Direct action is the privilege and prerogative of the stronger party in all human conflicts large and small. A passive-aggressive response is often all that is left to the weaker party. There is nothing noble or ignoble in it when it’s the only option open to the weak, though the strong, who are usually also in control of the major part of the propaganda, will often disparage passive-aggressive responses as “cowardly.”
America has been the undisputed strongest party on the world stage since the collapse of the Soviet Union. With such an advantage it’s easy to become a bully, and America has sometimes been that, particularly since Donald Trump and the Russians usurped the presidency.
For all its overt sabre-rattling, the government of Iran must acknowledge that its response to America’s killing of Iranian general Qasem Soleimani will have to be circumspect and measured. Total open warfare with the United States is simply not on the table for them, unless they are suicidal, which I doubt they are.
Also, don’t allow the open demonstrations in the streets of Iran give you a false impression about the extent of anti-American feelings in Iran. They are no more symptomatic of the true feelings of the average Iranian than a Trump rally is indicative of the sentiments of the average American. Soleimani wasn’t universally loved in Iran, and many are glad to see him gone, including many in the upper reaches of the Iranian government.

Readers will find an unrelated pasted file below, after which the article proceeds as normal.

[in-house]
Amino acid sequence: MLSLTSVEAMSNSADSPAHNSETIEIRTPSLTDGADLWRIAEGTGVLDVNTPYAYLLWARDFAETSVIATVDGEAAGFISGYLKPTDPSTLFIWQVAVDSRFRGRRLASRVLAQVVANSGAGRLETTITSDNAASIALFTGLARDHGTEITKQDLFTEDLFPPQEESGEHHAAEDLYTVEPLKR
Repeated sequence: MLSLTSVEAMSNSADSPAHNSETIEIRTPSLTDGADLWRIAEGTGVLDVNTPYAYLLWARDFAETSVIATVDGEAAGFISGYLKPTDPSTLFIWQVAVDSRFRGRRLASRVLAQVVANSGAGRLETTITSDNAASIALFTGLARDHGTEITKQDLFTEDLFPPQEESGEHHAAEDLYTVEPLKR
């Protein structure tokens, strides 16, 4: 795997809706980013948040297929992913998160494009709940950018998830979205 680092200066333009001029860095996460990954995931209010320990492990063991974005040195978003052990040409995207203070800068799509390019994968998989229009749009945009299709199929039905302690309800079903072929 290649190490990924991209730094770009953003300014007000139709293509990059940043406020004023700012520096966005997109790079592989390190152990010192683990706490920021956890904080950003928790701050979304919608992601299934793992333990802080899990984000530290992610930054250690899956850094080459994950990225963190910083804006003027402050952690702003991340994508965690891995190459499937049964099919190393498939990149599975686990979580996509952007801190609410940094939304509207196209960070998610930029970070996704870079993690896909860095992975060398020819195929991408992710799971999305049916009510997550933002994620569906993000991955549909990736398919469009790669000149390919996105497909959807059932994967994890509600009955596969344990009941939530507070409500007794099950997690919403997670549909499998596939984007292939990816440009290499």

Nevertheless, a face-saving response will need to be made. And herein is the crux of the matter. However better a place the world may be for the passing of Qasem Soleimani, killing him may very well be the biggest mistake of Donald Trump’s life.
Since the early years of the last decade Iran has been a major force in cyber warfare. There are indications that Iran may take vengeance on Trump by backing his opponent in the 2020 presidential election with some seriously world class cyber shenanigans. Such an effort could be a determining factor in a close race. In other words, killing Qasem Soleimani may very well be Trump’s ticket out of the White House and into prison.
Naturally, Republicans will respond with outrage, real outrage this time, no need to fake it. They will be furious that a hostile foreign entity could successfully interfere in American democracy with such catastrophic consequences. They will be prepared to draft legislation to ensure that it never happens again, and with eager Democratic compliance, those drafts will become laws.
We must never, of course, call upon the nation of Iran to cyber attack the 2020 election. That would be wrong. The last time a hostile foreign nation successfully did such a thing it led to the greatest single calamity in American electoral history. Even so, should Iran engineer the ouster of Donald Trump by such means it would prove the crowning irony of the Trump presidency. While I could never in all conscience call for such a thing, should it happen, I certainly plan to enjoy it.
Robert Harrington is an American expat living in Britain. He is a portrait painter.